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Wednesday, October 27, 2021

Should governments control internet usage for teens?

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China plans to limit access to gaming and entertainment apps for teens.

China has announced plans to further regulate internet usage for teenagers in the country, reports confirmed, amid efforts by the government to battle internet addiction in the region, particularly for younger people.

Internet addiction amongst teens is a global issue. Last week, Doha News reported on an internal Instagram study that found the app is harmful to teens.

China’s control of the internet makes it uniquely capable of imposing strict restrictions. According to the BBC, authorities in the region said they would like to improve concentration and protect young people’s eyesight.

What restrictions has China imposed on young teens?

After expressing concerns over internet addiction in the past few years, the Chinese government has taken significant action this year to tackle the issue.

In February, the country’s Ministry of Education banned the use of mobile phones in schools. Students were no longer allowed to bring their phones unless they obtained written parental consent. An online poll with 27,000 participants showed that most parents believed the rule was unnecessary due to existing restrictions imposed by schools.

In August, China’s video game regulator announced further restrictions on online gaming for anyone under the age of 18. Children and teenagers are no longer allowed to play online games on weekdays, with a maximum of one hour of gameplay on weekends from 8 to 9pm.

This is enforced by requiring users to present an ID when signing up for an online game. Tencent, a Chinese gaming company, introduced facial recognition to prevent children from using adult ID’s to bypass the state-imposed restrictions.

Most recently, China announced restrictions on Douyin, its version of TikTok. The app requires a guardian’s consent for under 18’s and introduced a 40 minute limit on usage for anyone under 14.

Previously, when limitations such as this have been introduced, young people found workarounds to circumvent them. To tackle this, Douyin announced financial rewards to anyone who spots a bug enabling such a workaround.

Should governments restrict internet usage for teenagers?

In 2017, research conducted by The Education Policy Institute in the UK found that limiting young people’s internet usage won’t protect them from the harms of social media.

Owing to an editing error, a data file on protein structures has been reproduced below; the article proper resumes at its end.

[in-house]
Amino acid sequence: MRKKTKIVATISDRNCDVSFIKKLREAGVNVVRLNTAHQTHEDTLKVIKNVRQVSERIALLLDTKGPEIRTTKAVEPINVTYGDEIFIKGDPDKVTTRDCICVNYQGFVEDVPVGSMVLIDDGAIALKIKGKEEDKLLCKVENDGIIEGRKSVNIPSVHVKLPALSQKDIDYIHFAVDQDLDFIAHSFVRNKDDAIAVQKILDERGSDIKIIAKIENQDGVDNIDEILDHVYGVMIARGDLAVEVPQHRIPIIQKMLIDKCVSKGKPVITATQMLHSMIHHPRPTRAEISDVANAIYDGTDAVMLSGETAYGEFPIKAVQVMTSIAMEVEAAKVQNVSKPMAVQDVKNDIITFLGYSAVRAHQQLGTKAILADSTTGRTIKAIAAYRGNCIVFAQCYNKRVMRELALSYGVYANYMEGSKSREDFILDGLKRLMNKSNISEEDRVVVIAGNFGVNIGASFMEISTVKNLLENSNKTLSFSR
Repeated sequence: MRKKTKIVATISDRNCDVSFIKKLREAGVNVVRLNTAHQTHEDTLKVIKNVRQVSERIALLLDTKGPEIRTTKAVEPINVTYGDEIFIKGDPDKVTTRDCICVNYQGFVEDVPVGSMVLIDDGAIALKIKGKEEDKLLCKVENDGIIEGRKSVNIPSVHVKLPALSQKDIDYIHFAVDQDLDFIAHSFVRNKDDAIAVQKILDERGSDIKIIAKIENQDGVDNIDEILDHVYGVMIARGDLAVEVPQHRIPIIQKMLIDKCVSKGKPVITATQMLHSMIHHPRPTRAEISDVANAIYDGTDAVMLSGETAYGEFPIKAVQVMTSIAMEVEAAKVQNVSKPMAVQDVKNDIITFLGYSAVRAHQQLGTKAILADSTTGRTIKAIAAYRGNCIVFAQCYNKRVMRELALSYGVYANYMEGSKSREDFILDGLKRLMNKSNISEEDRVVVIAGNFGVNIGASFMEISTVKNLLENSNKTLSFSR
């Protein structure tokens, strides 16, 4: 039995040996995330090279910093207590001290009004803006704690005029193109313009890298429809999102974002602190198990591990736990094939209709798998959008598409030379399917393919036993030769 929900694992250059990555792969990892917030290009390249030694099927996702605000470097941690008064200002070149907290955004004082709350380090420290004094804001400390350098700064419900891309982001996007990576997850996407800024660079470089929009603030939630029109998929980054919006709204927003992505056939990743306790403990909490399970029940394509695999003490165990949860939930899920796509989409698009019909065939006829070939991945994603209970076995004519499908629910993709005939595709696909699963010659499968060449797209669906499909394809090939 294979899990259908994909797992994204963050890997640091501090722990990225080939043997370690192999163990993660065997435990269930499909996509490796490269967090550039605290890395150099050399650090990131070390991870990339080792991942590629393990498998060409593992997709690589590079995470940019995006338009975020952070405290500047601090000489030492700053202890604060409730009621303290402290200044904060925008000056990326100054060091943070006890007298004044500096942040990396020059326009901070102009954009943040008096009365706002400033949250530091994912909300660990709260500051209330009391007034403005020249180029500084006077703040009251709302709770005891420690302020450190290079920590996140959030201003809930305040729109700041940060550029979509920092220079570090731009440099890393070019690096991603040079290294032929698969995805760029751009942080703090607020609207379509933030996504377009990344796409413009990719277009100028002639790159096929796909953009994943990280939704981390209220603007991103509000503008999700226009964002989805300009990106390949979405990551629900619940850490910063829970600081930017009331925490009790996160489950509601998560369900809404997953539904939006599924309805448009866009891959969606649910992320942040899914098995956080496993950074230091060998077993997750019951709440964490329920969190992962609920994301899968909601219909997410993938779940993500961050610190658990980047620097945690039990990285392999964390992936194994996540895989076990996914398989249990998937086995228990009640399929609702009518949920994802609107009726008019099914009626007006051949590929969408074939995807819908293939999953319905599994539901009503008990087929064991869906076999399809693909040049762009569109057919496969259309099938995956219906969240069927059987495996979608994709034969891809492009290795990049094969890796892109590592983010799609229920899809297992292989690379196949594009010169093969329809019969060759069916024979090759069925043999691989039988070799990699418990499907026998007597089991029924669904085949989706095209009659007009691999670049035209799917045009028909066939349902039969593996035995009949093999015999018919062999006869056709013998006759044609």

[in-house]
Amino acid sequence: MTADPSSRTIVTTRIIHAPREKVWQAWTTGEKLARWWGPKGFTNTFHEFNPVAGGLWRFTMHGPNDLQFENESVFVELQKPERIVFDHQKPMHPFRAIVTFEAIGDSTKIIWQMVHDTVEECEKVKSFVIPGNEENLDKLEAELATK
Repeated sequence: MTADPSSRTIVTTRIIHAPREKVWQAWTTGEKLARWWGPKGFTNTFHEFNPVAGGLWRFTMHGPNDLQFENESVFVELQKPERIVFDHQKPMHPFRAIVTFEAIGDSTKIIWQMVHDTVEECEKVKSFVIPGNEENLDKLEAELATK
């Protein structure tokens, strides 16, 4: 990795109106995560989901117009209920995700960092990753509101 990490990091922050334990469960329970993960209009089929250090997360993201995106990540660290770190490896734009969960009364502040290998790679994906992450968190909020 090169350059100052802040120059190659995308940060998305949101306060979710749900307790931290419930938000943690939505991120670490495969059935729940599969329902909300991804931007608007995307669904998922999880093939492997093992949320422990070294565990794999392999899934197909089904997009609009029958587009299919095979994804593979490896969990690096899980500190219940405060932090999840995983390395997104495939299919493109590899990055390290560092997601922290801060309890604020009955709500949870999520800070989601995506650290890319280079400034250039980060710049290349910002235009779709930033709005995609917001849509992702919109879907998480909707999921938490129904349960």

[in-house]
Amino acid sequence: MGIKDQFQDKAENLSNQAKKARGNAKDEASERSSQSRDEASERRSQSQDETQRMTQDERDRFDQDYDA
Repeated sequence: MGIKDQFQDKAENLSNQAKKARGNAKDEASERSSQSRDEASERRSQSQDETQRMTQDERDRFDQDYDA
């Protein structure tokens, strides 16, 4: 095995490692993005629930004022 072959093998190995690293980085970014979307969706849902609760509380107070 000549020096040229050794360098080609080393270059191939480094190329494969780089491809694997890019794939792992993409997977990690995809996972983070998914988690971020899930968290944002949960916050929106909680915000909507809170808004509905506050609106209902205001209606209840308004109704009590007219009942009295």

Despite the negative effects of social media, the researchers found that imposing such restrictions would lead to people “having a lower level of digital skills”. It also found that although children with limited internet usage may be protected during their younger years, they won’t be well equipped to deal with these problems as they inevitably face them at a later age.

Depriving children of digital skills could cost them a potentially rewarding career. 

A survey published by The Sun found that over half of children and teenagers would like to pursue a career as social media influencers, with the majority of them aspiring to be YouTubers. While people may have previously ignored such jobs, they are now seen as serious career paths.

However, the downsides of the internet on teenagers cannot be ignored. 

In a 2016 study carried by Ofcom, 70% of children said they missed out on sleep because of their online activities. Additionally, 60% admitted to neglecting school work because of the internet.

Despite these issues, many still believe that governmental restrictions are not appropriate. Writing for The Guardian, Larry Magid said that “banning teenagers from social media would be an attack on their human rights”.

So what can be done to protect children without depriving them of their right to use the internet?

Is it the parents’ responsibility?

Tools such as Screen Time introduced by Apple and Google allow parents to control how much time their kids spend online. It’s believed that it’s the responsibility of the parents to monitor their children’s usage instead of the government enforcing its rulings.

Screen Time gives parents control over their children’s phone usage [Apple]

The downside of leaving internet restrictions up to the parents is that some may over-restrict it, while others may not limit it at all. This can lead to differences in how much exposure each child gets to the internet. However, parents already make more critical decisions that significantly impact their kids, so screen time is just one more thing parents are now responsible for. 

As a result, parents should take the time to study both the positive and negative effects of the internet, particularly social media, on their kids. Instead of imposing their own restrictions, governments should educate both parents and children on how to use the internet within healthy levels.

Do you think governments should control teens’ internet usage, or should the responsibility be left to the parents? Let us know in the comments.


 

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